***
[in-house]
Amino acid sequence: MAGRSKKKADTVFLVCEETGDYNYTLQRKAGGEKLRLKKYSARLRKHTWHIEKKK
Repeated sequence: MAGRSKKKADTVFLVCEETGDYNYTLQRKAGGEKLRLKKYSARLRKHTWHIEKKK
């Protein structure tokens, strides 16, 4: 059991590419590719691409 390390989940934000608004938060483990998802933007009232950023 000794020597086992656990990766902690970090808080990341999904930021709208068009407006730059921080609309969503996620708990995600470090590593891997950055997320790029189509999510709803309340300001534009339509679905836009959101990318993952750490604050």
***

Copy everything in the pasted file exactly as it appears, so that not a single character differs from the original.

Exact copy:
[in-house]
Amino acid sequence: MAGRSKKKADTVFLVCEETGDYNYTLQRKAGGEKLRLKKYSARLRKHTWHIEKKK
Repeated sequence: MAGRSKKKADTVFLVCEETGDYNYTLQRKAGGEKLRLKKYSARLRKHTWHIEKKK
């Protein structure tokens, strides 16, 4: 059991590419590719691409 390390989940934000608004938060483990998802933007009232950023 000794020597086992656990990766902690970090808080990341999904930021709208068009407006730059921080609309969503996620708990995600470090590593891997950055997320790029189509999510709803309340300001534009339509679905836009959101990318993952750490604050």